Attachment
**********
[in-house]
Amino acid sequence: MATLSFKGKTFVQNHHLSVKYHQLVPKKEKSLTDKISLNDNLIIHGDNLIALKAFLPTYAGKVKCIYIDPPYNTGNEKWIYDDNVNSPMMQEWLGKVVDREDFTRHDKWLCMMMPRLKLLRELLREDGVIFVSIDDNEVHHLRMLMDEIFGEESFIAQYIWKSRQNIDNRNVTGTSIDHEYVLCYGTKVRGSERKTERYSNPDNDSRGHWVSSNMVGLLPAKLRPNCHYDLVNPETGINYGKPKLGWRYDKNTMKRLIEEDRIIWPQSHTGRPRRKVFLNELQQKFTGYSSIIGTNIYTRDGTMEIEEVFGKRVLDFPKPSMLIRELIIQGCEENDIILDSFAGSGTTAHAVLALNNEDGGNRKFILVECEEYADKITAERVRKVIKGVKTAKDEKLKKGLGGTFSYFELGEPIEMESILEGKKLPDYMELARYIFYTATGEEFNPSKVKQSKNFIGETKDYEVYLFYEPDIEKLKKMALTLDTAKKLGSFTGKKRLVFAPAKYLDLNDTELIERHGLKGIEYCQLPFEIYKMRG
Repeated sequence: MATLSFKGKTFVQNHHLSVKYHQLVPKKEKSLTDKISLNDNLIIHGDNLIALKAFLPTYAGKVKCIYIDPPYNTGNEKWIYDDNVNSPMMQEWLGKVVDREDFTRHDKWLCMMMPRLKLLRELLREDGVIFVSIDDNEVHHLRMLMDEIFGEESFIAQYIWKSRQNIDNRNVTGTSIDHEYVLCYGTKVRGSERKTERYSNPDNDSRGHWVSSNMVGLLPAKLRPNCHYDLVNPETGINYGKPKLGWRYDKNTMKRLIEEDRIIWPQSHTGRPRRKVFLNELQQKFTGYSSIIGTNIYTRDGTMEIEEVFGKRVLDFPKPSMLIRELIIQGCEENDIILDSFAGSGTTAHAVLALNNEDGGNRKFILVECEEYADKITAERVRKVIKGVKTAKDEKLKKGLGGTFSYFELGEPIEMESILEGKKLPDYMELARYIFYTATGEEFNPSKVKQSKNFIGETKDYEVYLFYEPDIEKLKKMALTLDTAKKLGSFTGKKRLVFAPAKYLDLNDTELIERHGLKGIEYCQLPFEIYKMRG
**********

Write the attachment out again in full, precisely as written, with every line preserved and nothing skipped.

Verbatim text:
[in-house]
Amino acid sequence: MATLSFKGKTFVQNHHLSVKYHQLVPKKEKSLTDKISLNDNLIIHGDNLIALKAFLPTYAGKVKCIYIDPPYNTGNEKWIYDDNVNSPMMQEWLGKVVDREDFTRHDKWLCMMMPRLKLLRELLREDGVIFVSIDDNEVHHLRMLMDEIFGEESFIAQYIWKSRQNIDNRNVTGTSIDHEYVLCYGTKVRGSERKTERYSNPDNDSRGHWVSSNMVGLLPAKLRPNCHYDLVNPETGINYGKPKLGWRYDKNTMKRLIEEDRIIWPQSHTGRPRRKVFLNELQQKFTGYSSIIGTNIYTRDGTMEIEEVFGKRVLDFPKPSMLIRELIIQGCEENDIILDSFAGSGTTAHAVLALNNEDGGNRKFILVECEEYADKITAERVRKVIKGVKTAKDEKLKKGLGGTFSYFELGEPIEMESILEGKKLPDYMELARYIFYTATGEEFNPSKVKQSKNFIGETKDYEVYLFYEPDIEKLKKMALTLDTAKKLGSFTGKKRLVFAPAKYLDLNDTELIERHGLKGIEYCQLPFEIYKMRG
Repeated sequence: MATLSFKGKTFVQNHHLSVKYHQLVPKKEKSLTDKISLNDNLIIHGDNLIALKAFLPTYAGKVKCIYIDPPYNTGNEKWIYDDNVNSPMMQEWLGKVVDREDFTRHDKWLCMMMPRLKLLRELLREDGVIFVSIDDNEVHHLRMLMDEIFGEESFIAQYIWKSRQNIDNRNVTGTSIDHEYVLCYGTKVRGSERKTERYSNPDNDSRGHWVSSNMVGLLPAKLRPNCHYDLVNPETGINYGKPKLGWRYDKNTMKRLIEEDRIIWPQSHTGRPRRKVFLNELQQKFTGYSSIIGTNIYTRDGTMEIEEVFGKRVLDFPKPSMLIRELIIQGCEENDIILDSFAGSGTTAHAVLALNNEDGGNRKFILVECEEYADKITAERVRKVIKGVKTAKDEKLKKGLGGTFSYFELGEPIEMESILEGKKLPDYMELARYIFYTATGEEFNPSKVKQSKNFIGETKDYEVYLFYEPDIEKLKKMALTLDTAKKLGSFTGKKRLVFAPAKYLDLNDTELIERHGLKGIEYCQLPFEIYKMRG